The Hijab in the West: A Negotiation of Identity


The Hijab in the West: A Negotiation of Identity, exclusion/inclusion for refugee Muslim Women in Australia

A handful of researchers have tried to understand the dramatic challenges to gender presentation of self of veiled or Hijabi migrant Muslim women in western society. The Hijab is a headscarf worn by Muslim women and it is the visible identifier of their Muslim identity). A report published in 2003 by the Dutch Social and Cultural Planning Office and the Institute for Social Research (Keuzenkamp and Merens, 2006) revealed that Muslim immigrant women perform more poorly on key indicators of integration such as labor participation, educational attainment, gender roles and leisure activities compared to Muslim men and Christian immigrant women. It is important to point out that; on the one hand, there is great variation among immigrant Muslim women in western societies in terms of their religiosity levels, the meaning they attribute to Islam and the ways in which they utilize Islamic resources in their daily lives and the social integration with their host countries on the other hand.

Religion and its role in the immigrant women’s adaptation process to the host country are important issues that have remained dormant until recently. McMichael (2002) explored the role of Islam in the lives of veiled Somali Muslim refugee women in Melbourne, Australia. As refugees, these women are dislocated from familiar life-worlds in Somalia. Yet Islam provides an enduring ‘home’ that is carried throughout displacement and resettlement.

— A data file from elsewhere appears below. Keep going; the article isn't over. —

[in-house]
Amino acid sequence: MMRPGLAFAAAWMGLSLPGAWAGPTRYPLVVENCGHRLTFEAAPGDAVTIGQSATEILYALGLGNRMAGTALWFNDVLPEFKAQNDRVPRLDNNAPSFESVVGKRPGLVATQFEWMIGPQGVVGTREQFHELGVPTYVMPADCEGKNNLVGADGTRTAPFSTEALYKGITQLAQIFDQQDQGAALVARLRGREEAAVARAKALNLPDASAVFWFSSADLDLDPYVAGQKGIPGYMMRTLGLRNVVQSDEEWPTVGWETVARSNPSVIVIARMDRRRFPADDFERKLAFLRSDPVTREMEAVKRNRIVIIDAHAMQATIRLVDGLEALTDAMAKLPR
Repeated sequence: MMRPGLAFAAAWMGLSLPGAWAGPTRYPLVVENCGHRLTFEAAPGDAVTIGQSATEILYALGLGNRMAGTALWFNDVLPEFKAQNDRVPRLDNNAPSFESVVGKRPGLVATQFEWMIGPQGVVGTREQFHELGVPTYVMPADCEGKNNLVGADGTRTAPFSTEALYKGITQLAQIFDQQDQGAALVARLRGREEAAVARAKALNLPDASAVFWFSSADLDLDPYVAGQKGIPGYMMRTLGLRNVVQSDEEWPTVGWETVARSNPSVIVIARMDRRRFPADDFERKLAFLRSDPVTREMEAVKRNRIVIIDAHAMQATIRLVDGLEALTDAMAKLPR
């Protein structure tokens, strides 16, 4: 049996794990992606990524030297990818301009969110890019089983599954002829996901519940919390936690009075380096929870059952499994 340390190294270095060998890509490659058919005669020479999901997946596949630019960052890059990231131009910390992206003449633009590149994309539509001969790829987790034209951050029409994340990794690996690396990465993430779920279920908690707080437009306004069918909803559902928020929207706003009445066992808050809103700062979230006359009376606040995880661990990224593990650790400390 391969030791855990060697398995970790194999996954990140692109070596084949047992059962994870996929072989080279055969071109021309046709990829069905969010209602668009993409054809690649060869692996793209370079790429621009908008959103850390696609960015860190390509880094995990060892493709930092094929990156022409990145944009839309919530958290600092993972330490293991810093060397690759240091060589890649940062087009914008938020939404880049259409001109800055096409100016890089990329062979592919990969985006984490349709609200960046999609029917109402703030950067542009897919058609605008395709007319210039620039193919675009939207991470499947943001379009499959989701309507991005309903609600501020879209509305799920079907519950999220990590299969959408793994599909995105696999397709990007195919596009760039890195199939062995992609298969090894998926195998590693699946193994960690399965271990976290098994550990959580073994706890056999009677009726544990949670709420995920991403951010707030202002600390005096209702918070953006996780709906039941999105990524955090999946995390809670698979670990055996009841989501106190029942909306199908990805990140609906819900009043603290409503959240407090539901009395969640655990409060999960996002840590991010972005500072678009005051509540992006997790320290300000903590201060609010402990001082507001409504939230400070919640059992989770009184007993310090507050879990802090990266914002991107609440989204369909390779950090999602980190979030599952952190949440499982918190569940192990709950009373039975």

To any non-Muslim eyes, the clearest signifiers of Islam amongst Muslim migrant women are in practice and use of space.

Islam is articulated through women’s use and construction of space, daily practice, forms of interaction, and modes of thinking about their lives. Further, Islam offers a meaningful framework of practice and ideology that sustains women during the hardship of exile, displacement and resettlement and in times of emotional distress. The expression of Islam is immediately apparent through material practices of women, which identify them as different. For example women attend mosques, buy their meat at Halal butchers, wear Hijab, fast and feast during Ramadan; children are sent to Islamic weekend schools to learn Qur’an and Arabic language and people’s homes are transformed into Muslim spaces. For these women, wearing Hijab arises from the multiplicity of personal interpretations of religious faith within Islamic tradition, cultural pride, modesty, and resistance to Western influences.